This opposition to Israel combined with adamant support for the Palestinian people means that many Labour members struggle to toe the line between being pro-Palestine and anti-Semitic.

“These people genuinely feel themselves to be talking on behalf of the oppressed, in this case the Palestinians,” said Fielding. “That then merges into general statements about Jews.”

Sorkin said the line between criticism of Israel and discrimination against Jews is difficult to walk. “You cross the line to anti-Semitism when you question the legitimacy of the state. Or you cross the line when in criticizing the policies of the states, you begin to evoke what are clearly anti-Semitic tropes and images and clichés,” Sorkin explained.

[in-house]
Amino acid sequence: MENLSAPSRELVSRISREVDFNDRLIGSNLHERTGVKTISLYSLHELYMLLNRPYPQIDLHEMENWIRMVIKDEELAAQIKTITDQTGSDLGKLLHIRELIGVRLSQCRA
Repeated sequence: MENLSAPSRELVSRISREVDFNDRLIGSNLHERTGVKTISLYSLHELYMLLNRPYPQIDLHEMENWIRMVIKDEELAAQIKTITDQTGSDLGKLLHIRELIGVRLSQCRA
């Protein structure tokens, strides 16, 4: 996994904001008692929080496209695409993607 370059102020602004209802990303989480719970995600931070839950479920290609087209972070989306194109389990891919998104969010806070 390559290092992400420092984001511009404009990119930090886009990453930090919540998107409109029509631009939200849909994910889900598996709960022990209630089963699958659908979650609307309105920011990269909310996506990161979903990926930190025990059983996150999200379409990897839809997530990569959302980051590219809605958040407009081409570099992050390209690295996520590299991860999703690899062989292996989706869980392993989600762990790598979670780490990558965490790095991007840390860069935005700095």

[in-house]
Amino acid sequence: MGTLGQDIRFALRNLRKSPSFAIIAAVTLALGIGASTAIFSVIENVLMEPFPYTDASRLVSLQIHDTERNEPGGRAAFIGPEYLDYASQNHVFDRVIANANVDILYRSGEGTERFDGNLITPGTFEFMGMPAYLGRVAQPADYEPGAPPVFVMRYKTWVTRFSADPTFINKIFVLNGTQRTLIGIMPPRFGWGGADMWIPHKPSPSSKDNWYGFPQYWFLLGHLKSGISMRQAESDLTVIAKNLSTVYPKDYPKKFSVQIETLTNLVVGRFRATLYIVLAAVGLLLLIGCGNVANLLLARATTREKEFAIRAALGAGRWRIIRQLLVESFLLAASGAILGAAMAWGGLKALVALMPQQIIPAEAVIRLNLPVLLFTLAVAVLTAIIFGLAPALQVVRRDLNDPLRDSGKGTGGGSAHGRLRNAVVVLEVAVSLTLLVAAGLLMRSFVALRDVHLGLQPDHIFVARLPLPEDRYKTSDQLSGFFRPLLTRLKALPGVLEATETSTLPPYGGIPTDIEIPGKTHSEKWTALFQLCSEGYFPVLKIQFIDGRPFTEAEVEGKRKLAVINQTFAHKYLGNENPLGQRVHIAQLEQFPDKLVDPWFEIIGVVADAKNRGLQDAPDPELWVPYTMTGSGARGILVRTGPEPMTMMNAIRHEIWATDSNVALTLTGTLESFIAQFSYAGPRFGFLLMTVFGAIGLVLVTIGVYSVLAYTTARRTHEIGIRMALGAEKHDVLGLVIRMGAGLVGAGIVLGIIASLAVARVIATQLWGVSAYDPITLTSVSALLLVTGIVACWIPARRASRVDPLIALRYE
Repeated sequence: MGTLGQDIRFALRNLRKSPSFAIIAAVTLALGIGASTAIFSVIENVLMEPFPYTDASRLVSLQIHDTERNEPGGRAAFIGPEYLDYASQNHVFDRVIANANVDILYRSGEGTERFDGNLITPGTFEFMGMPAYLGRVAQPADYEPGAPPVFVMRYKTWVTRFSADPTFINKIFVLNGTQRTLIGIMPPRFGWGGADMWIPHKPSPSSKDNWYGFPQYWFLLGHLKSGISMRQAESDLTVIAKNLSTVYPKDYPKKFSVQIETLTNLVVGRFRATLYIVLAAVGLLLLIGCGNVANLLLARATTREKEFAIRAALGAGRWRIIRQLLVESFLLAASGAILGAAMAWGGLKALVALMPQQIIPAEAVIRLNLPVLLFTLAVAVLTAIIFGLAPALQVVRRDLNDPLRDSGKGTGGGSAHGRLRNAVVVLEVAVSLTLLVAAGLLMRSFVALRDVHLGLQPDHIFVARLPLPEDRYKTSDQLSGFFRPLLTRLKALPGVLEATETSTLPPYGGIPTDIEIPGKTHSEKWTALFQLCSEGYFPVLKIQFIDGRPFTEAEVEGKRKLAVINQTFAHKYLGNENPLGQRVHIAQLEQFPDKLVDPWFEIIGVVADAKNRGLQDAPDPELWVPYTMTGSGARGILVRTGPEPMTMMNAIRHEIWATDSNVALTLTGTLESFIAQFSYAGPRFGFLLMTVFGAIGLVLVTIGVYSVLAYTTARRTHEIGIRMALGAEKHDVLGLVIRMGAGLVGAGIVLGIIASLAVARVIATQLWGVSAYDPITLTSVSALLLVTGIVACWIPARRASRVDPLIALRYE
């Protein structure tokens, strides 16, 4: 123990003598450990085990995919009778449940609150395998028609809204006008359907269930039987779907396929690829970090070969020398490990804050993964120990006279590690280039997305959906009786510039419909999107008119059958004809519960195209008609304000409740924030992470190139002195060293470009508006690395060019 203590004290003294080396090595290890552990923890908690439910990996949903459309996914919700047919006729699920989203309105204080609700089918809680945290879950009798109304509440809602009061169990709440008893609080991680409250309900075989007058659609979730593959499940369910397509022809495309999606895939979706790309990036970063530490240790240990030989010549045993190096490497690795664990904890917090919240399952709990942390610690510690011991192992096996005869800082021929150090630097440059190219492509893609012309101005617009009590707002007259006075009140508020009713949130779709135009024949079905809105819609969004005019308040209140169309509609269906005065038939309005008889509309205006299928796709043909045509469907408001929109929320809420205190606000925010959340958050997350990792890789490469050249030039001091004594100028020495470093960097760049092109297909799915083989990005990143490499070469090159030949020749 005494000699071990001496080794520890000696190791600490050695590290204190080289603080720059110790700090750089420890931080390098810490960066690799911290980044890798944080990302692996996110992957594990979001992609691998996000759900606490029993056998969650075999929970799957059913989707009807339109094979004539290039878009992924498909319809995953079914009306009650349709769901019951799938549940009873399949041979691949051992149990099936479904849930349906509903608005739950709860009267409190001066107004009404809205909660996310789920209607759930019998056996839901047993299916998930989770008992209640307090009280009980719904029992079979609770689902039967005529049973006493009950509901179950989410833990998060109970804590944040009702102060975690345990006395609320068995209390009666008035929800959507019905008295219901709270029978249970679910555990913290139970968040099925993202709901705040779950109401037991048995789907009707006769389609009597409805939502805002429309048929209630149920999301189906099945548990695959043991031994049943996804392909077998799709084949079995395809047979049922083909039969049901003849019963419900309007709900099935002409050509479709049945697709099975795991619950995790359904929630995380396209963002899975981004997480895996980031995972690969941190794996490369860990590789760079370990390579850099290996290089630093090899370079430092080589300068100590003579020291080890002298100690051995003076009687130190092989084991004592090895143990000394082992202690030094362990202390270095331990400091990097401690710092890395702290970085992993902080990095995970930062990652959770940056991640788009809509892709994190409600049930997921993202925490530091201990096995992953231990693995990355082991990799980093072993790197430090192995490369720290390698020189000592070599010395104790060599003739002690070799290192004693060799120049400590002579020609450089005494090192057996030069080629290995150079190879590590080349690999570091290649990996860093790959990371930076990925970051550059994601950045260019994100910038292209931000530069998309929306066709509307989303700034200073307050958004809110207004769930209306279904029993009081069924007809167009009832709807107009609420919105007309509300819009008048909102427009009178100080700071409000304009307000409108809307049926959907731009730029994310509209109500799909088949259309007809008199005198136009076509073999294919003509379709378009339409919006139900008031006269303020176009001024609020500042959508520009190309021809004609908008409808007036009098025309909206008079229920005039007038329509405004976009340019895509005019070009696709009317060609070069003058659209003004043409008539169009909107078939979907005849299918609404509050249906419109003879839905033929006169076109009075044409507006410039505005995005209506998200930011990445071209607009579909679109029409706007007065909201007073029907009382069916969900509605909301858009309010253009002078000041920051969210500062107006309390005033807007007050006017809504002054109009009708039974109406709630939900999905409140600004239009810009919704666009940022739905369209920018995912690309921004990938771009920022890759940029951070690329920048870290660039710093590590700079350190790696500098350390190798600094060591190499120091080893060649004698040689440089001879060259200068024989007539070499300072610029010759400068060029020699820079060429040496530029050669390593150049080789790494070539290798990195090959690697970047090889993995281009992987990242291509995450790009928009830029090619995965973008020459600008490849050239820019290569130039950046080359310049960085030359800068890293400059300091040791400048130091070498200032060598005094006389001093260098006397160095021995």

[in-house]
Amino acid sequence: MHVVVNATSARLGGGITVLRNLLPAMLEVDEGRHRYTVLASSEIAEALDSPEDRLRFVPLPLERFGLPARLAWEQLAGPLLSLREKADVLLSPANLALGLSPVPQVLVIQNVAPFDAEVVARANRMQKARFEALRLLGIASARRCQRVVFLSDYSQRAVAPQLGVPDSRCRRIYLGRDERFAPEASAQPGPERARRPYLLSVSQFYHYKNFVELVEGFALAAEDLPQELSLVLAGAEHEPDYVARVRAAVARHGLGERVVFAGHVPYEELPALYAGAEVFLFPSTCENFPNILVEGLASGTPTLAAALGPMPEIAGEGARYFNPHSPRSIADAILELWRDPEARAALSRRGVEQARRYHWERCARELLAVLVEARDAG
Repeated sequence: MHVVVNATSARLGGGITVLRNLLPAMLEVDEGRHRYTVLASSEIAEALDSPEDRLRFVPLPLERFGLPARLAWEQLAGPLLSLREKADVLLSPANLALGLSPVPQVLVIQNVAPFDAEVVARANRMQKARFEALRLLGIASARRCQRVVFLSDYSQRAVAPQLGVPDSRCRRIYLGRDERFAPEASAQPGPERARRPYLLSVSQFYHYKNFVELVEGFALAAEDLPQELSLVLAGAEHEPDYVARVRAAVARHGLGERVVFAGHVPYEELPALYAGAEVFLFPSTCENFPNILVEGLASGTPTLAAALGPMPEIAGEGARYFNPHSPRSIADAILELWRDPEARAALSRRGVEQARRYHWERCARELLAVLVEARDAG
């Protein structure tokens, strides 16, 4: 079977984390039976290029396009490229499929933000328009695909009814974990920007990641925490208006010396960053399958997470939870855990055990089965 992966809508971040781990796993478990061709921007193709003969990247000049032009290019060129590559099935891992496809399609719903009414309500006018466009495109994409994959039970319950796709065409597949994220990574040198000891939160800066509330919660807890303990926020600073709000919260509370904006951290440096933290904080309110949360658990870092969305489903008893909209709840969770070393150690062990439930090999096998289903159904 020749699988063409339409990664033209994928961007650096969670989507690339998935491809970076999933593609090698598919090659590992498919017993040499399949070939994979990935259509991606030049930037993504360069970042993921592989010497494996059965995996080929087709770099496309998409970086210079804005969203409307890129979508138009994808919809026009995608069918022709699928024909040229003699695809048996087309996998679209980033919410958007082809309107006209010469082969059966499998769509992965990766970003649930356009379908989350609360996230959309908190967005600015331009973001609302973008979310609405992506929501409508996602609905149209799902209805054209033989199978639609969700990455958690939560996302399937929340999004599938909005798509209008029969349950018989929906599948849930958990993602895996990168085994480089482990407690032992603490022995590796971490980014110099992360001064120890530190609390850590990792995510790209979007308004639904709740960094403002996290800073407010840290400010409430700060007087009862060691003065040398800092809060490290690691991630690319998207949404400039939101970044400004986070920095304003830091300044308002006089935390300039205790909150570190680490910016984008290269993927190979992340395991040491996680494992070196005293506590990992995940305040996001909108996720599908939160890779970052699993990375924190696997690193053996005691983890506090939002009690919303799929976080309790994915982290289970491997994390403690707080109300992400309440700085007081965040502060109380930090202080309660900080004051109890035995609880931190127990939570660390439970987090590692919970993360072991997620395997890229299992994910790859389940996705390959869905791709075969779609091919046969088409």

Kodsi elaborated on the blending of anti-Zionism and anti-Semitism within British left culture. “There is just a sheer failure on the left, not just at Oxford, to recognize that anti-Zionism is not wholly distinct from anti-Semitism,” Kodsi said.

“This is perhaps most clearly borne out by how completely historically Jewish stereotypes have become Zionist stereotypes—where once one would shout out ‘filthy Jew!’, one now shouts out ‘Zio!’”

However, despite statements made by some Labour members and MPs, Labour’s official policy supports the existence of Israel by way of a two-state solution. This resolution to the Israeli-Palestinian conflict would mean that a sovereign Palestinian state could exist independently of a sovereign Israeli state, which share a common border.

Amidst accusations of anti-Semitism, Labour could be clearer about this policy.